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HomeStudy GuidesPhysics

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The Nature of Science and Physics

Kinematics

Introduction to One-Dimensional KinematicsDisplacementVectors, Scalars, and Coordinate SystemsTime, Velocity, and SpeedVideo: One-Dimensional KinematicsAccelerationMotion Equations for Constant Acceleration in One DimensionProblem-Solving Basics for One-Dimensional KinematicsFalling ObjectsGraphical Analysis of One-Dimensional Motion

Two-Dimensional Kinematics

Dynamics: Force and Newton's Laws of Motion

Introduction to Dynamics: Newton's Laws of MotionDevelopment of Force ConceptNewton's First Law of Motion: InertiaNewton's Second Law of Motion: Concept of a SystemNewton's Third Law of Motion: Symmetry in ForcesVideo: Newton's LawsNormal, Tension, and Other Examples of ForcesProblem-Solving StrategiesFurther Applications of Newton's Laws of MotionExtended Topic: The Four Basic Forces—An Introduction

Further Applications of Newton's Laws: Friction, Drag, and Elasticity

Uniform Circular Motion and Gravitation

Introduction to Uniform Circular Motion and GravitationRotation Angle and Angular VelocityCentripetal AccelerationCentripetal ForceFictitious Forces and Non-inertial Frames: The Coriolis ForceNewton's Universal Law of GravitationVideo: GravitationSatellites and Kepler's Laws: An Argument for Simplicity

Work, Energy, and Energy Resources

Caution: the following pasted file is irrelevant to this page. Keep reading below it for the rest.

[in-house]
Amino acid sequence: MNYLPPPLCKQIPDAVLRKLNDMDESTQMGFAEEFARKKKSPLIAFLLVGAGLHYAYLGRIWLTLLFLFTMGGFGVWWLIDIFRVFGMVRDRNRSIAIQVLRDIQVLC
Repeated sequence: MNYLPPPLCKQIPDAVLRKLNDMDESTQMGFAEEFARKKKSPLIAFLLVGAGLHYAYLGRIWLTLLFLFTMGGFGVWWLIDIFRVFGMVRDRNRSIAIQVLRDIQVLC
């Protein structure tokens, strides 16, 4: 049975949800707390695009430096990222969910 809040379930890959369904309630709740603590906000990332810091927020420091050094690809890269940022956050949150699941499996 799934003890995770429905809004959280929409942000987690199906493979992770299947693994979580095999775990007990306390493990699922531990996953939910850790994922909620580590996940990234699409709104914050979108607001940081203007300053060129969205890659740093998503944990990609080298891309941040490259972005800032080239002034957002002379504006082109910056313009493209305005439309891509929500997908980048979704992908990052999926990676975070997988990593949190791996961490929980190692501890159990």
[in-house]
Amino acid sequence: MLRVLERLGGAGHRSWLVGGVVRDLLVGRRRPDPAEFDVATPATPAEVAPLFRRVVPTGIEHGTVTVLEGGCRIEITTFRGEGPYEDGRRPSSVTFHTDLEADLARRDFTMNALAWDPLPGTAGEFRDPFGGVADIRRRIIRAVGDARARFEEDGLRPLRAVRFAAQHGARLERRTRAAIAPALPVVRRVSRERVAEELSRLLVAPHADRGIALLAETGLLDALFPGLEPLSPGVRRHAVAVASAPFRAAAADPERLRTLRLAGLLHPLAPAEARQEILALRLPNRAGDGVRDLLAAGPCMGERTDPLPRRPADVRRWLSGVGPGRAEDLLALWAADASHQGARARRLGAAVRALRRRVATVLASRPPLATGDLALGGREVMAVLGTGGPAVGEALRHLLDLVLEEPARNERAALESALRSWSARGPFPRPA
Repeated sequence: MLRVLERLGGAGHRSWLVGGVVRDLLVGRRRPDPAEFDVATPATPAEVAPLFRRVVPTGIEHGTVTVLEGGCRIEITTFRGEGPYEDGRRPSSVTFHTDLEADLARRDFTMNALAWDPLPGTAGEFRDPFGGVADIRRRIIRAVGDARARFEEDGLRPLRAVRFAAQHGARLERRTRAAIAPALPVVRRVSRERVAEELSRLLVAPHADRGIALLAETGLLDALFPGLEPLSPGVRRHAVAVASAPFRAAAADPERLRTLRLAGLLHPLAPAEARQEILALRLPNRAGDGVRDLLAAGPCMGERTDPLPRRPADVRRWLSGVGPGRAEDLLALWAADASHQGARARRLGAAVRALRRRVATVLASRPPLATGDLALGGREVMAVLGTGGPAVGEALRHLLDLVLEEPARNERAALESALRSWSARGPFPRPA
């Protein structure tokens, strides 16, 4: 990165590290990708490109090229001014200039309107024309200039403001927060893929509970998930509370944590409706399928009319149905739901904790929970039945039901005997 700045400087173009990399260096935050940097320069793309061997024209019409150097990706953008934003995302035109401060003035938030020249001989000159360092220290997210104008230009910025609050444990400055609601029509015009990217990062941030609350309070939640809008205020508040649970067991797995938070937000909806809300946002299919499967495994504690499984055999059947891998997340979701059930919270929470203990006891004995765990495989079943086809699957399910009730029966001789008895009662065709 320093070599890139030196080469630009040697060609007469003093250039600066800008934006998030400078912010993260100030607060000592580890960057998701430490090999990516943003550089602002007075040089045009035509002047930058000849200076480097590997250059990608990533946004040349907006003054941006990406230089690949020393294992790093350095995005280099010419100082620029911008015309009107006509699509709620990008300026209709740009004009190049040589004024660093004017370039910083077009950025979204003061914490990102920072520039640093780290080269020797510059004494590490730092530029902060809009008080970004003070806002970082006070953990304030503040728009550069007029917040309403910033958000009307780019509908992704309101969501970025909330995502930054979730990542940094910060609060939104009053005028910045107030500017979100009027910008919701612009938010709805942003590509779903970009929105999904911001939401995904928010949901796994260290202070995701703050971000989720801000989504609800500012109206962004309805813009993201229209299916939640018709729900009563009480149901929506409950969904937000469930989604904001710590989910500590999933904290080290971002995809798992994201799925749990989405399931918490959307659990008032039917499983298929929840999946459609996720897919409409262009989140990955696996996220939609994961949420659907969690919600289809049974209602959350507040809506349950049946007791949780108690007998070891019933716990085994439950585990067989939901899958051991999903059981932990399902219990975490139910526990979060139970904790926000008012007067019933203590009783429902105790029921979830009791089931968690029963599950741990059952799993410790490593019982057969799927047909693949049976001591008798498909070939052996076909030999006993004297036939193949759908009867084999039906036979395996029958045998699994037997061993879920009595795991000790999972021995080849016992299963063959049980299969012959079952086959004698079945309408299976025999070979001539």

Introduction to Work, Energy, and Energy ResourcesWork: The Scientific DefinitionKinetic Energy and the Work-Energy TheoremGravitational Potential EnergyVideo: Potential and Kinetic EnergyConservative Forces and Potential EnergyNonconservative ForcesConservation of EnergyPowerWork, Energy, and Power in HumansWorld Energy Use

Linear Momentum and Collisions

Rotational Motion and Angular Momentum

Introduction to Rotational Motion and Angular MomentumAngular AccelerationKinematics of Rotational MotionVideo: Rotational MotionDynamics of Rotational Motion: Rotational InertiaRotational Kinetic Energy: Work and Energy RevisitedAngular Momentum and Its ConservationVideo: Angular MomentumCollisions of Extended Bodies in Two DimensionsGyroscopic Effects: Vector Aspects of Angular Momentum

Statics and Torque

Fluid Statics

Introduction to Fluid StaticsWhat Is a Fluid?DensityPressureVariation of Pressure with Depth in a FluidPascal's PrincipleGauge Pressure, Absolute Pressure, and Pressure MeasurementArchimedes' PrincipleVideo: BuoyancyCohesion and Adhesion in Liquids: Surface Tension and Capillary ActionPressures in the Body

Fluid Dynamics and Its Biological and Medical Applications

Introduction to Fluid Dynamics and Biological and Medical ApplicationsFlow Rate and Its Relation to VelocityBernoulli's EquationVideo: Fluid FlowThe Most General Applications of Bernoulli's EquationViscosity and Laminar Flow; Poiseuille's LawThe Onset of TurbulenceMotion of an Object in a Viscous FluidMolecular Transport Phenomena: Diffusion, Osmosis, and Related Processes

Temperature, Kinetic Theory, and the Gas Laws

Heat and Heat Transfer Methods

Thermodynamics

Introduction to ThermodynamicsThe First Law of ThermodynamicsThe First Law of Thermodynamics and Some Simple ProcessesIntroduction to the Second Law of Thermodynamics: Heat Engines and Their EfficiencyCarnot's Perfect Heat Engine: The Second Law of Thermodynamics RestatedApplications of Thermodynamics: Heat Pumps and RefrigeratorsEntropy and the Second Law of Thermodynamics: Disorder and the Unavailability of EnergyStatistical Interpretation of Entropy and the Second Law of Thermodynamics: The Underlying Explanation

Oscillatory Motion and Waves

Introduction to Oscillatory Motion and WavesHooke's Law: Stress and Strain RevisitedPeriod and Frequency in OscillationsSimple Harmonic Motion: A Special Periodic MotionVideo: Harmonic MotionThe Simple PendulumEnergy and the Simple Harmonic OscillatorUniform Circular Motion and Simple Harmonic MotionDamped Harmonic MotionForced Oscillations and ResonanceWavesSuperposition and InterferenceEnergy in Waves: Intensity